Interview: Actor Oscar Nunez on The Lost City

The star of ‘The Office’ on his role in the action-adventure comedy, why interviews are the hardest part of the job and more

Comedic actor Oscar Nunez stars in The Lost City, Paramount’s action-adventure-comedy flick led by Sandra Bullock, Channing Tatum and Daniel Radcliffe.

With an extensive career across film and television including appearances in The ProposalCurb Your Enthusiasm, It’s Always Sunny in Philadelphia and his beloved role as Oscar in the US remake of The Office, Oscar is no stranger to organized madness.

That’s one way to describe The Lost City, the latest project from directing duo Aaron and Adam Nee. The film follows Bullock’s romance novelist Loretta Sage, who finds herself kidnapped by an eccentric billionaire (Daniel Radcliffe), believing that her latest book unwittingly contains clues to the location of a priceless relic. Channing Tatum co-stars as Alan Caprison, the heartthrob cover model for Sage’s famed book series and reluctant companion after a rescue mission goes awry.

We had the pleasure of speaking to Oscar about his role in The Lost City, why interviews are the most difficult part of the job and more.

This interview has been edited for length and clarity.

How was your character pitched to you? He’s quite unlike anyone on the rest of the cast, and he’s quite an oddball.

Oscar: You know, Sandy—I call her Sandy, how cool is that? Let that sink in for a minute. Sandra said, “Oscar, it’s a funny character, come on”, and I read the script. He’s kind of an adventurous guy, but I know they wanted a comedic flair to it. So I’m like “okay, I’ll make him silly and do my thing”. To me, it’s like the uncle from The Proposal. His uncle who lives in the Caribbean. It’s the kind of sensibility where he’s very innocent and, kind of like Michael Scott, he doesn’t really realize what he’s saying.

He’s absolutely flying by the seat of his pants.

Oscar: Yes, thank you. Flying by the seat of the pants, with the thing and the other thing.

I appreciate that Aaron and Adam (Nee, directors) cast quite a wide net in terms of the senses of humor brought to the film by the cast. You’ve got Sandra and Channing doing what they do so well as clashing leads, but you and Patti Harrison bring very different kinds of laughs.

Oscar: Yes. Patti’s hilarious, by the way.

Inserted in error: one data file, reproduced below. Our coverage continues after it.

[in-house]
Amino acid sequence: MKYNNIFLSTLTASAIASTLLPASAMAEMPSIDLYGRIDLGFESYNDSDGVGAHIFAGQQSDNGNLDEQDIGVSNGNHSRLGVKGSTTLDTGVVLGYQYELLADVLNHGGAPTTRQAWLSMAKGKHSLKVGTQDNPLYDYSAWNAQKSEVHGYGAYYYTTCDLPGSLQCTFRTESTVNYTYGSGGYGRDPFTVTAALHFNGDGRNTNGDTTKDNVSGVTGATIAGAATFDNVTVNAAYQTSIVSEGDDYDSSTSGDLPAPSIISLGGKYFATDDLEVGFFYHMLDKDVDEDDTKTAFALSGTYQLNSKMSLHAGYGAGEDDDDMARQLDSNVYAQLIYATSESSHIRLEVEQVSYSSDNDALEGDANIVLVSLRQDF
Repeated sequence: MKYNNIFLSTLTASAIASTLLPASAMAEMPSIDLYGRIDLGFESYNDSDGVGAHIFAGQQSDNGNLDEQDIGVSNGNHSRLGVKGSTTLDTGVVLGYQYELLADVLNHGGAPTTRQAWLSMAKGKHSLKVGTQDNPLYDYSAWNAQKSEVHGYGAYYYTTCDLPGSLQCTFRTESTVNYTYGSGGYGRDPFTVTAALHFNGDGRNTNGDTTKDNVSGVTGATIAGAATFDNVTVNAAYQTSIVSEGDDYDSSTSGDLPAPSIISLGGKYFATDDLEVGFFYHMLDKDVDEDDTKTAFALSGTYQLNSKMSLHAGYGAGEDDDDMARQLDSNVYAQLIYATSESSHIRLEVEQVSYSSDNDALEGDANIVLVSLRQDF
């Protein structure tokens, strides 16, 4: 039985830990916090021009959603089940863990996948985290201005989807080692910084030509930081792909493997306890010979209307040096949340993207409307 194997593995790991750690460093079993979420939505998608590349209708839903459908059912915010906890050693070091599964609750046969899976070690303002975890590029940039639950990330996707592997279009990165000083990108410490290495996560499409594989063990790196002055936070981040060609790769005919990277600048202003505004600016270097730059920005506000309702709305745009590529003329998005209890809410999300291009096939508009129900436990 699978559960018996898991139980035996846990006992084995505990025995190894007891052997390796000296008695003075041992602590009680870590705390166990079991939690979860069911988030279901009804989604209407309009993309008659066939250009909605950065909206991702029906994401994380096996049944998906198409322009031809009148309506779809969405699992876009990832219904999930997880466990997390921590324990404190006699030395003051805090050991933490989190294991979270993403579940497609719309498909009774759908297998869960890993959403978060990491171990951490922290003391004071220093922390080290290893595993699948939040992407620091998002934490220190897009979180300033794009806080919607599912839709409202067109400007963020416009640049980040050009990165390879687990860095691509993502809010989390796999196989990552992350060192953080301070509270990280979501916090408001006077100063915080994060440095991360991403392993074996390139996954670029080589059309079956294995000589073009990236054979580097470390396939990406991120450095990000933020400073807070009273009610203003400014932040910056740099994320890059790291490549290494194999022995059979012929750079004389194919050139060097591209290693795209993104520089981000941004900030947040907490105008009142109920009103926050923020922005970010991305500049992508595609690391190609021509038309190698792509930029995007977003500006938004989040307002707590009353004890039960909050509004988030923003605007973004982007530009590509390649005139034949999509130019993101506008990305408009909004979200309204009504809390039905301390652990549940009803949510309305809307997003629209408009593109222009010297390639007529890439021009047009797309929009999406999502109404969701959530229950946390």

I’m a massive fan!

Oscar: When we showed the movie here in Los Angeles, every time Patti would come on the screen, the audience would lose their minds. She didn’t have to do anything. They were big fans.

You’ve cast quite a wide net in terms of the projects you’ve chosen over the years, even if you’re perhaps best known for your television work. How do feature films compare for you?

Oscar: There’s no difference. It’s just not as consistent, of course, as being on a show. On a TV series for three or four seasons, you get used to that. It’s wonderful to have a regular job like that. On a movie, you go in and out, you make friends and you go your own way. It’s different, but the same as far as delivering your lines and doing what you do. You just need more patience with a movie, because there’s more setup time.

I imagine that with a long-running TV series, you fall into a somewhat comfortable way of doing things compared to movies.

Oscar: Yes, absolutely. Look, this is the hardest thing. This is harder than anything on a movie or TV show. Deconstructing and talking about the process of a movie or TV show. And I’ve realized, you’re my 23rd interview today. You’re the fifth guy from New Zealand. I don’t know what’s going on down there, but you’re the fifth guy to talk to me from there alone. Never mind China, and I don’t speak Chinese! I had to speak to a guy in Mandarin. He spoke Mandarin, I spoke English; I hope it came out okay. This is the hardest part of the job, right here.

I’m sitting thinking, “boy, waking up at 5am is rough!”. But you’ve been sitting there talking to all kinds of people, all day long.

Oscar: Of course, I’ve exaggerated for comedic effect. You’re like, my third person. But in my mind, it feels like 23.

To be fair, for New Zealanders, three is still quite a few.

Oscar: That’s right [laughs]. You have more sheep than people. Is that still correct?

For my entire life, I’d understood that to be the case. And I assume it’s still true. But now I’m wondering.

Oscar: But you’re in the big city?

That’s right. But it’s not too far away from the kind of country you’d imagine. I can drive five minutes away and find a cow. It’s that kind of place.

Oscar: I have to drive further than five minutes, but they’re out there. You know, the funniest concert I’ve ever seen in my life were two fellas from New Zealand.

I think I can probably guess who – Flight of the Conchords.

Oscar: The funniest. At the Hollywood Bowl a couple of years ago. I went with my manager, and halfway through we looked at each other and said, “I wish everyone we ever knew in our lives was with us”. They were so funny, they killed. It was so entertaining. I hope I can see them again.

I kick myself all the time for not having ever caught them live before they headed off to Hollywood; now they’re so busy.

Oscar: I’ve met Rhys (Darby), he’s out here. He’s on a show about pirates or something (Editor’s Note: Our Flag is Death on HBO). Great show.

I hope you guys do get to come down here, as well as Australia. We’re kind of a brother-sister nation thing.

Oscar: I hope so too. Go All Blacks!

THE LOST CITY is now available on Digital and Paramount+. It will be on 4K ULTRA HD™, BLU-RAY™ & DVD July 26, 2022.

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